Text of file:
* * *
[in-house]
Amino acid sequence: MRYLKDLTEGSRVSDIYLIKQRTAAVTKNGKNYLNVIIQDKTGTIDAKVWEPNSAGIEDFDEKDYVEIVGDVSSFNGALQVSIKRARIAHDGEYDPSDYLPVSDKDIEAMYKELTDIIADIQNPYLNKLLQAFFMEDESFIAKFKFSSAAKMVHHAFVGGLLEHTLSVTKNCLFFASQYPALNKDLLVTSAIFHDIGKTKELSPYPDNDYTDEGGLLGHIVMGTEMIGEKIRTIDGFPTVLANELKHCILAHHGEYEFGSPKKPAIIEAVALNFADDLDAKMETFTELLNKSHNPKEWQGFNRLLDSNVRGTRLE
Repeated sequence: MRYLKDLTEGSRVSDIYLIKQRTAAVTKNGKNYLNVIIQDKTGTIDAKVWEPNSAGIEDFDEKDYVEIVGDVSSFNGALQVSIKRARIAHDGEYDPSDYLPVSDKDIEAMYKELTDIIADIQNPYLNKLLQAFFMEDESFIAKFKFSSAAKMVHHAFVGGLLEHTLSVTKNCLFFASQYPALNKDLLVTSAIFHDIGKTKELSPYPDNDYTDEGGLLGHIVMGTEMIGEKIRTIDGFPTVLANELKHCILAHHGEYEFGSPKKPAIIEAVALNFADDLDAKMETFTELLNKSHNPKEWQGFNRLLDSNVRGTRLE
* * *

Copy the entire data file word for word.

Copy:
[in-house]
Amino acid sequence: MRYLKDLTEGSRVSDIYLIKQRTAAVTKNGKNYLNVIIQDKTGTIDAKVWEPNSAGIEDFDEKDYVEIVGDVSSFNGALQVSIKRARIAHDGEYDPSDYLPVSDKDIEAMYKELTDIIADIQNPYLNKLLQAFFMEDESFIAKFKFSSAAKMVHHAFVGGLLEHTLSVTKNCLFFASQYPALNKDLLVTSAIFHDIGKTKELSPYPDNDYTDEGGLLGHIVMGTEMIGEKIRTIDGFPTVLANELKHCILAHHGEYEFGSPKKPAIIEAVALNFADDLDAKMETFTELLNKSHNPKEWQGFNRLLDSNVRGTRLE
Repeated sequence: MRYLKDLTEGSRVSDIYLIKQRTAAVTKNGKNYLNVIIQDKTGTIDAKVWEPNSAGIEDFDEKDYVEIVGDVSSFNGALQVSIKRARIAHDGEYDPSDYLPVSDKDIEAMYKELTDIIADIQNPYLNKLLQAFFMEDESFIAKFKFSSAAKMVHHAFVGGLLEHTLSVTKNCLFFASQYPALNKDLLVTSAIFHDIGKTKELSPYPDNDYTDEGGLLGHIVMGTEMIGEKIRTIDGFPTVLANELKHCILAHHGEYEFGSPKKPAIIEAVALNFADDLDAKMETFTELLNKSHNPKEWQGFNRLLDSNVRGTRLE